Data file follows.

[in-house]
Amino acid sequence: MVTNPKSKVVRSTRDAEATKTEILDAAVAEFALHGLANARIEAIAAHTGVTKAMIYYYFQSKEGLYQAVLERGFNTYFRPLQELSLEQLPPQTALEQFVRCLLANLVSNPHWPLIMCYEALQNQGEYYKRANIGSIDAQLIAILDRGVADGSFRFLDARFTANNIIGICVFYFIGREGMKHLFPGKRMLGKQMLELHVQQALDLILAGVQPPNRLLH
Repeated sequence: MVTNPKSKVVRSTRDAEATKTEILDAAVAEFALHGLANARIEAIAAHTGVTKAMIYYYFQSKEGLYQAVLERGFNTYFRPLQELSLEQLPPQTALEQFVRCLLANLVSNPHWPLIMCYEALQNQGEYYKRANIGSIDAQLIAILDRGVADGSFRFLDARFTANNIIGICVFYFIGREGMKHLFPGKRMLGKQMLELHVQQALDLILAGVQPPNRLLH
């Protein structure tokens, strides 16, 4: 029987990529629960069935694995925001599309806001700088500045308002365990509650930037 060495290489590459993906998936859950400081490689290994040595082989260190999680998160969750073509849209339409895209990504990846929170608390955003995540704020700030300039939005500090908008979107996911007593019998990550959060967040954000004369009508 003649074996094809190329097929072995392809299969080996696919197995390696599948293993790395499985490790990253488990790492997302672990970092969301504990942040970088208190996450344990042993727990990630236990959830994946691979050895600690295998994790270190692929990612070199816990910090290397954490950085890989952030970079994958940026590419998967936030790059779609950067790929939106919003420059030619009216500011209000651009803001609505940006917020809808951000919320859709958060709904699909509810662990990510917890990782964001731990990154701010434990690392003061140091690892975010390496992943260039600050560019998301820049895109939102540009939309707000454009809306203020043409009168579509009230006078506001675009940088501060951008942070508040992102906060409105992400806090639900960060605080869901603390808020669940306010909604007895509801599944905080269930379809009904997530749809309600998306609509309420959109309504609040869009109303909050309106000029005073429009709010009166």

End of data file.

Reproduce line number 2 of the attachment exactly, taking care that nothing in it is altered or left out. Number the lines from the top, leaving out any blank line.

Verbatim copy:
Amino acid sequence: MVTNPKSKVVRSTRDAEATKTEILDAAVAEFALHGLANARIEAIAAHTGVTKAMIYYYFQSKEGLYQAVLERGFNTYFRPLQELSLEQLPPQTALEQFVRCLLANLVSNPHWPLIMCYEALQNQGEYYKRANIGSIDAQLIAILDRGVADGSFRFLDARFTANNIIGICVFYFIGREGMKHLFPGKRMLGKQMLELHVQQALDLILAGVQPPNRLLH